Of course it’s now their editorial board and they can have any opinion they want without listening to both sides — it’s still a free country. But it’s quite doubtful that Scoop Jackson’s son previously supported I-1053 but now opposes I-1185. It’s more likely that one of the no voters on I-1053 simply has a louder megaphone this time.”
Carlyle was not so happy with the above:
“There comes a time when public officials have a moral responsibility to stand up for civic dialogue. Today is one of those days and this is one of those times. Tim Eyman’s unbelievable, nasty personal insult to Everett Herald Editorial page editor Peter Jackson, a treasured friend and son of one of our state’s legendary public officials in the late Scoop Jackson, went a step too far outside the dignity of Washington’s history of integrity in politics. Merely because the Everett Herald objectively reconsidered its previous support for Mr. Eyman’s supermajority initiative, a patronizing personal attack on the paper, Mr. Jackson and the memory of Senator Jackson (whom I had the honor of serving as a page for in the United States Senate) was uncalled for. We are better than this as a state and Mr. Eyman demeans us all in demeaning Sen. Jackson’s memory.”
September 17, 2012 at 9:53 AM
If you are looking to polling to predict whether four Washington ballot measures are likely to pass this November, the latest Elway Poll offers a giant question mark.
There’s nothing wrong with the polling. It’s just that three ballot measures — the tax limitation measure, gay marriage and marijuana legalization — all are hovering around 50 percent approval.
That’s typically not enough because, as pollster Stuart Elway says, measures that poll below 60 percent in the summer are likely to lose in the fall.
In the latest Elway Poll, both the tax limit measure, Initiative 1185, and Referendum 74, the same-sex marriage measure, had 51 percent approval; Initiative 502, the marijuana legalization proposal, had 50 percent. None of the current measures has ever been above 60 percent in an Elway Poll. Since 1992, Elway says, of 24 measures that polled below 60 percent in the summer, only 8 — a third — passed in November.
The charter school plan, Initiative 1240, was ahead in Elway’s latest poll, but not above 50 percent; it had 47 percent support.
Granted, the ad campaigns are just getting rolling now. And there is a lot of money coming at some of the ballot measures. The Elway Poll also carries a margin of error of plus or minus 5 percentage points, which means there is considerable give in the numbers.
Elway polled 405 registered voters around the state Sept. 9-12.
July 24, 2012 at 1:51 PM
A new poll by Stuart Elway suggests most of the major measures on the November ballot could be in trouble.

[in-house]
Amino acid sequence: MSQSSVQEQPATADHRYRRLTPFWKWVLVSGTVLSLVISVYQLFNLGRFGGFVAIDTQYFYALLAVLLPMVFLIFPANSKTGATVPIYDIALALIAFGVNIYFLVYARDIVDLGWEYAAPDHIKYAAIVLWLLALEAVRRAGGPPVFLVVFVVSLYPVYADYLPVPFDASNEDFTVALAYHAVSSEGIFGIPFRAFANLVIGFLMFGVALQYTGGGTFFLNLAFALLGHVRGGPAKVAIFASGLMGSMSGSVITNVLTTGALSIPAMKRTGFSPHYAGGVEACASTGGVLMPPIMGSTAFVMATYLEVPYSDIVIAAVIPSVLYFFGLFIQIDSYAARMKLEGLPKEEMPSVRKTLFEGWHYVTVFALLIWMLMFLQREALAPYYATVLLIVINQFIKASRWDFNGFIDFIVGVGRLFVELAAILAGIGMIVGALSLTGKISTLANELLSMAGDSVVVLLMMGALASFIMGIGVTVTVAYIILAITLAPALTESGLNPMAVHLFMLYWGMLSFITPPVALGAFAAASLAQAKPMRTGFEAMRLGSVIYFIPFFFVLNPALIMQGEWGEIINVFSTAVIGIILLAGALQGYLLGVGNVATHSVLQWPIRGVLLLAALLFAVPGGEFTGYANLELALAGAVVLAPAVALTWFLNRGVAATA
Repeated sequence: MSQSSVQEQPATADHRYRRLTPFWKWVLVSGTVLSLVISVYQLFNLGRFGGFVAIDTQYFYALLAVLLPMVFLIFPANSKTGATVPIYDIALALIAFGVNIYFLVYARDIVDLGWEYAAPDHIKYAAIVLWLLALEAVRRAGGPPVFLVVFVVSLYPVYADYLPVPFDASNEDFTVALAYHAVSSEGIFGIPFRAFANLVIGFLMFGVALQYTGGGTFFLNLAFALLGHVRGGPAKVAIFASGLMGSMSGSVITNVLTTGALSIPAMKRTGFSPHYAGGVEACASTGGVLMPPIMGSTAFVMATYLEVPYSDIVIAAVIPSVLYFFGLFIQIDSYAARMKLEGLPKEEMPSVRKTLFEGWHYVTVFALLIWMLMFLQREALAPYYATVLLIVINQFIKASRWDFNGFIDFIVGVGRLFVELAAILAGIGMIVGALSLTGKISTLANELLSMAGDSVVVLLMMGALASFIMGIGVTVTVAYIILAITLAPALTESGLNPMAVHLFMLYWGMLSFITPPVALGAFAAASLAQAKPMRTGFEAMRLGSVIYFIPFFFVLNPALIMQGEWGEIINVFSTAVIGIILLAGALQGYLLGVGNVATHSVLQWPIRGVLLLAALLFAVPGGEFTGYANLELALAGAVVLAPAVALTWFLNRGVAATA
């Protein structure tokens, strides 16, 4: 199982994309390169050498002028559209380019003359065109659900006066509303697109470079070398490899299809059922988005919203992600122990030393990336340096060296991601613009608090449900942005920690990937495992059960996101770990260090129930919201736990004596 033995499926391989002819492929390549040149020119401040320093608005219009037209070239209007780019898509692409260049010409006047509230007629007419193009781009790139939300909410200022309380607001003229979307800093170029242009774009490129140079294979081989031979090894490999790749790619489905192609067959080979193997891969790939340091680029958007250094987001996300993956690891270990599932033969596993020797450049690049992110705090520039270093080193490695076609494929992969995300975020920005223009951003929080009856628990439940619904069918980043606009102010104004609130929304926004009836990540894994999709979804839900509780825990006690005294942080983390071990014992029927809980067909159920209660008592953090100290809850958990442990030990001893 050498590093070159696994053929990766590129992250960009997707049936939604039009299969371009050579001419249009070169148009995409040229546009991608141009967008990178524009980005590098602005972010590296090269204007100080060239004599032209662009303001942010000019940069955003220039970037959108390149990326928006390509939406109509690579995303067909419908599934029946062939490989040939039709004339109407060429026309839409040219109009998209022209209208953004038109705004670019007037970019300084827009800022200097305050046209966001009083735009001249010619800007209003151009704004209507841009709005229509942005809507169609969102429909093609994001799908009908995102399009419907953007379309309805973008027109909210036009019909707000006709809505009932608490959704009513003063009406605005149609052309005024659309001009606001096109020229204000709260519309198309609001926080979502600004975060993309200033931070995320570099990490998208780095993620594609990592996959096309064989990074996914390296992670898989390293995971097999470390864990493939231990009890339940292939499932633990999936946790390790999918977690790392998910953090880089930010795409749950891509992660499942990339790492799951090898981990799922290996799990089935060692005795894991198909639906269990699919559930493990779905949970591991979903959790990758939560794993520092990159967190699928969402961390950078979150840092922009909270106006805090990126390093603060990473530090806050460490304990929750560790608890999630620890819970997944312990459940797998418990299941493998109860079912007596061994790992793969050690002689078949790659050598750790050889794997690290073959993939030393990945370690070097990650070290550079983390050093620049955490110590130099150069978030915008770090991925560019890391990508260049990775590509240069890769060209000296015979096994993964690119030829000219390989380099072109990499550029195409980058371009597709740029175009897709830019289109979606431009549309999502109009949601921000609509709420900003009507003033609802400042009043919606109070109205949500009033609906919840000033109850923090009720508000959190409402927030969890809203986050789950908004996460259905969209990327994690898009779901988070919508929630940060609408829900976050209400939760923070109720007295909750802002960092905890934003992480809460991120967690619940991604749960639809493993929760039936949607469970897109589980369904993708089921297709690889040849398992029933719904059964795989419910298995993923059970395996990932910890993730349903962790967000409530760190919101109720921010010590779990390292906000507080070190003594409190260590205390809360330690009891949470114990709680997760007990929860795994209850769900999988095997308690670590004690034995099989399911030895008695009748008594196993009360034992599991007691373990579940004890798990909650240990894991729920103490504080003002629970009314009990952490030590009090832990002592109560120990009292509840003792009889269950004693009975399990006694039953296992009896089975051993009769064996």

While the measures on same-sex marriage, tax limits, charter schools and marijuana legalization are leading in the polls, only one of them – Tim Eyman’s initiative requiring a two-thirds vote in the Legislature to increase taxes – polled over 50 percent.
“Because support typically fades as the campaign goes on, a ballot measure needs to be polling at 60 percent or better at the start of the summer to still have a majority in November,” Elway wrote.
The exception to that rule may be Eyman’s Initiative 1185, which reaffirms an existing law requiring a two-thirds vote in the Legislature to increase taxes, or voter approval, he said. Elway’s poll showed it leading with 56 percent in favor and to 30 percent opposed.
“There have been times when the tax limitation measures beat the early polls,” Elway said in an interview. “They get better at the end.”
The poll found that 49 percent of voters surveyed planned to vote yes on the gay marriage measure, Referendum 74, while 39 percent would reject it. A yes vote would approve the Legislature’s legalization of same-sex marriage.
Elway said voter confusion over whether a yes vote affirms or rejects gay marriage could be costing the measure support. When voters were asked a follow-up question to clarify if they supported gay marriage, 52 percent planned to vote in favor while 40 percent opposed it.
State Sen. Ed Murray, D-Seattle, a key leader in the push for gay rights and gay marriage in the state, said the campaign is well aware of the issue.
“The campaign knows we have a problem around clarifying that yes means yes. We also know that this is going to be close,” he said.
There will be an advertising campaign, including on television, to try to educate voters, Murray said. Washington United for Marriage, the political action committee supporting R-74, has raised about $2.3 million so far.
Elway’s poll showed I-1240, which authorizes publicly funded charter schools, led by 46 percent to 37 percent. Charter school measures have lost three times previously, in in 1996, 2000 and 2004.
I-502, which would legalize marijuana, led 46 percent to 44 percent. That’s a far different result than a SurveyUSA poll released last week that showed the measure leading 55 percent to 32 percent.
The poll surveyed 405 registered voters from July 18 through July 22 and has a margin of error of plus or minus 5 percent.